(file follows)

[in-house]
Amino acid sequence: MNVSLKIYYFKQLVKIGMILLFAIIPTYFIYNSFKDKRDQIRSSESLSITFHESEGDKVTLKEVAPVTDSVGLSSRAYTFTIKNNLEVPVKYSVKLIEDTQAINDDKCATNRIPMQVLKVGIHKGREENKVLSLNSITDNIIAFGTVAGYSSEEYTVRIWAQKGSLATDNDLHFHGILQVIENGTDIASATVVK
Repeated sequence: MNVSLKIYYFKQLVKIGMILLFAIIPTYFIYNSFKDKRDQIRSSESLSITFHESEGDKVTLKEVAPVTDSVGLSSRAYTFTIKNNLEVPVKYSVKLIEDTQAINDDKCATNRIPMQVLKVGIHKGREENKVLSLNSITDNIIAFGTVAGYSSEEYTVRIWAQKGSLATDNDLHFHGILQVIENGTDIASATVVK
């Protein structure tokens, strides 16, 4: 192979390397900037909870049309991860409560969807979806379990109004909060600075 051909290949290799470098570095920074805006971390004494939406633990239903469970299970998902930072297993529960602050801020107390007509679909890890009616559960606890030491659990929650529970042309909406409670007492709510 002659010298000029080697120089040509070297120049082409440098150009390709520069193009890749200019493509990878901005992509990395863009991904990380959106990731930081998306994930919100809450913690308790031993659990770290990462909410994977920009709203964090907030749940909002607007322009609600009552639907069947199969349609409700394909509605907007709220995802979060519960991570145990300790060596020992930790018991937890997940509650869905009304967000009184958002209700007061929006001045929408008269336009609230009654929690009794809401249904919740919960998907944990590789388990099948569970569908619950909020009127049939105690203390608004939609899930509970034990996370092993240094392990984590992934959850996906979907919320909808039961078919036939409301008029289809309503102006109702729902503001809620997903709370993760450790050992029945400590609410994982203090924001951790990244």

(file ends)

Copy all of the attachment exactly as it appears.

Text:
[in-house]
Amino acid sequence: MNVSLKIYYFKQLVKIGMILLFAIIPTYFIYNSFKDKRDQIRSSESLSITFHESEGDKVTLKEVAPVTDSVGLSSRAYTFTIKNNLEVPVKYSVKLIEDTQAINDDKCATNRIPMQVLKVGIHKGREENKVLSLNSITDNIIAFGTVAGYSSEEYTVRIWAQKGSLATDNDLHFHGILQVIENGTDIASATVVK
Repeated sequence: MNVSLKIYYFKQLVKIGMILLFAIIPTYFIYNSFKDKRDQIRSSESLSITFHESEGDKVTLKEVAPVTDSVGLSSRAYTFTIKNNLEVPVKYSVKLIEDTQAINDDKCATNRIPMQVLKVGIHKGREENKVLSLNSITDNIIAFGTVAGYSSEEYTVRIWAQKGSLATDNDLHFHGILQVIENGTDIASATVVK
């Protein structure tokens, strides 16, 4: 192979390397900037909870049309991860409560969807979806379990109004909060600075 051909290949290799470098570095920074805006971390004494939406633990239903469970299970998902930072297993529960602050801020107390007509679909890890009616559960606890030491659990929650529970042309909406409670007492709510 002659010298000029080697120089040509070297120049082409440098150009390709520069193009890749200019493509990878901005992509990395863009991904990380959106990731930081998306994930919100809450913690308790031993659990770290990462909410994977920009709203964090907030749940909002607007322009609600009552639907069947199969349609409700394909509605907007709220995802979060519960991570145990300790060596020992930790018991937890997940509650869905009304967000009184958002209700007061929006001045929408008269336009609230009654929690009794809401249904919740919960998907944990590789388990099948569970569908619950909020009127049939105690203390608004939609899930509970034990996370092993240094392990984590992934959850996906979907919320909808039961078919036939409301008029289809309503102006109702729902503001809620997903709370993760450790050992029945400590609410994982203090924001951790990244």